Becoming mindful of your mental and emotional states, logically counteracting your distortions in thinking, or detaching yourself from them – all of these approaches to handling emotions will reveal two fundamental truths about the emotions: first, they are transitory; and second, the “negative” emotions tend to attract the most attention. It is perfectly natural to notice and even fixate on the negative – all the things in your life or in others’ lives that are going badly. The positive emotions, such as optimism and enthusiasm, they come and go, and frequently we take them for granted. There is a way to keep yourself oriented towards the positive, however, and being positively oriented is helpful in cultivating the high arousal, high performance emotions that can be the difference between a job that is tedious and a job that is rewarding. The secret is cultivating a sense of gratitude.

As you become more mindful of your patterns of thinking and feeling, and as you become more grateful and pos itively oriented, you may note that when you approach a task with the right attitude, you tend to do better at that task. Although swing emotions such as anger and anxiety can motivate us to improve our circumstances, being able to incorporate emotions characterized both by high arousal and a wider focus will improve our performance in both our professional and personal lives.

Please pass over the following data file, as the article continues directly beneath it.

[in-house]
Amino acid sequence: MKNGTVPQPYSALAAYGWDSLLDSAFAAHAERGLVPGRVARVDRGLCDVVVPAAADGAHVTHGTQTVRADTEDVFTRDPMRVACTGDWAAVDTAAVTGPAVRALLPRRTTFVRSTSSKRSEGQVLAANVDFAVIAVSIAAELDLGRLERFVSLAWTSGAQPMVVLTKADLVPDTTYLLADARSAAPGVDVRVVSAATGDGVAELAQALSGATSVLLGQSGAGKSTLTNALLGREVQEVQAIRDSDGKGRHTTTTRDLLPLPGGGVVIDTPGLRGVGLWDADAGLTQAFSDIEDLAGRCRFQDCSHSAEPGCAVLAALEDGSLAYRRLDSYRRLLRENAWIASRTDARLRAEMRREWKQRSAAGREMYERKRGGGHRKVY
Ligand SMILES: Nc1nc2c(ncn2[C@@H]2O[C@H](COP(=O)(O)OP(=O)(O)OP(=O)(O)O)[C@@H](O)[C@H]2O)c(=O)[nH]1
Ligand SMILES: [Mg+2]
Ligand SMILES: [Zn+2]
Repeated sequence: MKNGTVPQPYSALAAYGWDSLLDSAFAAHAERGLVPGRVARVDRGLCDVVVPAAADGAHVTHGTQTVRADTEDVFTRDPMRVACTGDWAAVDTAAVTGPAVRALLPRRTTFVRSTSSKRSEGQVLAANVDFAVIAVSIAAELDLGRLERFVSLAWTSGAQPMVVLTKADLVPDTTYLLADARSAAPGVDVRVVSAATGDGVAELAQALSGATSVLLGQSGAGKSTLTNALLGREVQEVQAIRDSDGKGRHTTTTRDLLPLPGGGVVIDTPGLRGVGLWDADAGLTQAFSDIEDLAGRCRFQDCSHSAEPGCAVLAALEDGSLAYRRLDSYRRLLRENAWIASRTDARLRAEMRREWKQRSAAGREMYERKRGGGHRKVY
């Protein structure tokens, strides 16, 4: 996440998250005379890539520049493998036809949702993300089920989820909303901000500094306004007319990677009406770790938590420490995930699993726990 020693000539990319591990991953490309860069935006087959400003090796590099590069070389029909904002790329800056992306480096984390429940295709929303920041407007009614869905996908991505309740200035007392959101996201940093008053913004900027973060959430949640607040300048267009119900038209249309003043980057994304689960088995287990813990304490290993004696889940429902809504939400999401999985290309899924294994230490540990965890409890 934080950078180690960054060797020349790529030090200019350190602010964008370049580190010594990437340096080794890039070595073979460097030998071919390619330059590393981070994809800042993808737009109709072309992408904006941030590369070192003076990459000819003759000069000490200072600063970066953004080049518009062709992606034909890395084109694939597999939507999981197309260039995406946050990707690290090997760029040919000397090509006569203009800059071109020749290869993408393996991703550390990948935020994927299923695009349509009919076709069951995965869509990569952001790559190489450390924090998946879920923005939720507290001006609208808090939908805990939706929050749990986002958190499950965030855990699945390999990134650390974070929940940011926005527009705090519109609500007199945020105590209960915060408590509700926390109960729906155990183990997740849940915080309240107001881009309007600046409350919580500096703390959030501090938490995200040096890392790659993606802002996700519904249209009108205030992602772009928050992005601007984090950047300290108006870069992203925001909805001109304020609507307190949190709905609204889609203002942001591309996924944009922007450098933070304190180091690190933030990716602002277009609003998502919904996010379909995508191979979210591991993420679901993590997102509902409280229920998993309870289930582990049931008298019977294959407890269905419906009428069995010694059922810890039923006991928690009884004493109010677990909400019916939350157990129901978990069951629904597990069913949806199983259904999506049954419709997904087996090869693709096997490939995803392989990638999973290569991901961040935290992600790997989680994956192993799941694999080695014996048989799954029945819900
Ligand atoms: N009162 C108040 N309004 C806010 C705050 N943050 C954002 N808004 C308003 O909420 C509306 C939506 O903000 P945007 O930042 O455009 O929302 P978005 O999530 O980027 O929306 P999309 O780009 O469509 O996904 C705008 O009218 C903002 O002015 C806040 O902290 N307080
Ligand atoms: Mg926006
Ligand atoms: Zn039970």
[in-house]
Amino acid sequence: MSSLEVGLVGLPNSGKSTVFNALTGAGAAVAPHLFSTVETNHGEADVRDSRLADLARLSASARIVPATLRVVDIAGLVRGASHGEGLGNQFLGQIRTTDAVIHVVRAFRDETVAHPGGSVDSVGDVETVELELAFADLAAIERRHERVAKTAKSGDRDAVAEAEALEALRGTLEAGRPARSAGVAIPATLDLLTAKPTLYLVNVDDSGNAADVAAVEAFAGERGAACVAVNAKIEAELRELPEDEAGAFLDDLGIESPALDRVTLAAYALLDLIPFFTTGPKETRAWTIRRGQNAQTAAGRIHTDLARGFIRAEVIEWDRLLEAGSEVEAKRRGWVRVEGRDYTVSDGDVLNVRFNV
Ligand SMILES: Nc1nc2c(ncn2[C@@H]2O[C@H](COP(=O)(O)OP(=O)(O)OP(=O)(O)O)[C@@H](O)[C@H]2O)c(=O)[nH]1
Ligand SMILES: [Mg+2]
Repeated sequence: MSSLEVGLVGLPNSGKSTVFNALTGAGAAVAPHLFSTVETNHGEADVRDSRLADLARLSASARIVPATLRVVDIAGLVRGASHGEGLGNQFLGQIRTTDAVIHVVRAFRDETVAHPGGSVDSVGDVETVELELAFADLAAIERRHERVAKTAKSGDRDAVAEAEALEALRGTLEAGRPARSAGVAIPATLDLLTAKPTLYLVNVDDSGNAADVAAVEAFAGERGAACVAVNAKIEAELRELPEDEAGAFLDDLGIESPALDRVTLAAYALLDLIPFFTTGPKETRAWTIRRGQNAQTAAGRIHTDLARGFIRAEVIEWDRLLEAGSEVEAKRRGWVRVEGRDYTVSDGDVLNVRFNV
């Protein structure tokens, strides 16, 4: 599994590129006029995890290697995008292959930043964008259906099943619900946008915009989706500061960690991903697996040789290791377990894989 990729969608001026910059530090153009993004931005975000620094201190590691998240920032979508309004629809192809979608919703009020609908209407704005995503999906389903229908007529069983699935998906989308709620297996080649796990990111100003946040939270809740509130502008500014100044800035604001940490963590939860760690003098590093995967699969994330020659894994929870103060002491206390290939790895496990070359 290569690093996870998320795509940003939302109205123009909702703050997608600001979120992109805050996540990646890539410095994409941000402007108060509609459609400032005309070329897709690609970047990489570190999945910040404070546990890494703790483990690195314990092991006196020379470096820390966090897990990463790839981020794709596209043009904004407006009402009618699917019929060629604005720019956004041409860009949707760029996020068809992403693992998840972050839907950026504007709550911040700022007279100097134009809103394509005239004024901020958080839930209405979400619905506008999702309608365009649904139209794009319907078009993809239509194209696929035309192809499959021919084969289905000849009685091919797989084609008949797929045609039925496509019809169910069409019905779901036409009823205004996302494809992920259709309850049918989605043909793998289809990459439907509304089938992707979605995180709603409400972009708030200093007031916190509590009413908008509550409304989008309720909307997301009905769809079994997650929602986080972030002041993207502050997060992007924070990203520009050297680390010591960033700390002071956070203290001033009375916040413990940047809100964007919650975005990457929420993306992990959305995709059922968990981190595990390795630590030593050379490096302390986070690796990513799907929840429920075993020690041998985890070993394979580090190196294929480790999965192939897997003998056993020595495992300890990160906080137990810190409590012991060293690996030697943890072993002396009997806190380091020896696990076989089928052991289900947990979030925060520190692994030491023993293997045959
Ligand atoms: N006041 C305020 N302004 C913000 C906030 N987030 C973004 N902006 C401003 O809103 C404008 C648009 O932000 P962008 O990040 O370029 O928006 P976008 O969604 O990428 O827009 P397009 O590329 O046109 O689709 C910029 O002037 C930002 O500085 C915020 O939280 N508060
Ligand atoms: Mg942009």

Businesses can only be successful to the degree that they keep their customers happy. A single bad customer service experience can affect a business as drastically as numerous positive customer service experiences, so it’s vital to approach these types of interactions with a clear and mindful focus and a positive outlook, even when it appears to be a difficult experience, especially then.

As you develop a greater awareness of the interplay of your thoughts and emotions, you will find that you have a leg up on your peers. Practicing mindfulness actually helps to make you a better leader, and modeling mindfulness for the rest of your co-workers helps to make your corporate culture a more positive and productive one. While the recommended approach to practicing mindfulness has been to engage in a mindfulness meditation for 10 to 20 minutes a day, this serves well as an introduction. To take your mindfulness practice to another level, engaging in two twenty minute meditation sessions daily is ideal. A mindful approach to leadership will enhance your mental toughness, increase your ability to focus selectively on that which you need to focus on, improve your capacity to feel compassion, and loosen the constraints we naturally place upon ourselves that inhibit our creativity. When studying these aspects of mindful leadership, it is important to remember that each concept overlaps and builds upon all the other concepts.

We have more information about Improving Mindfulness in our Resource Centre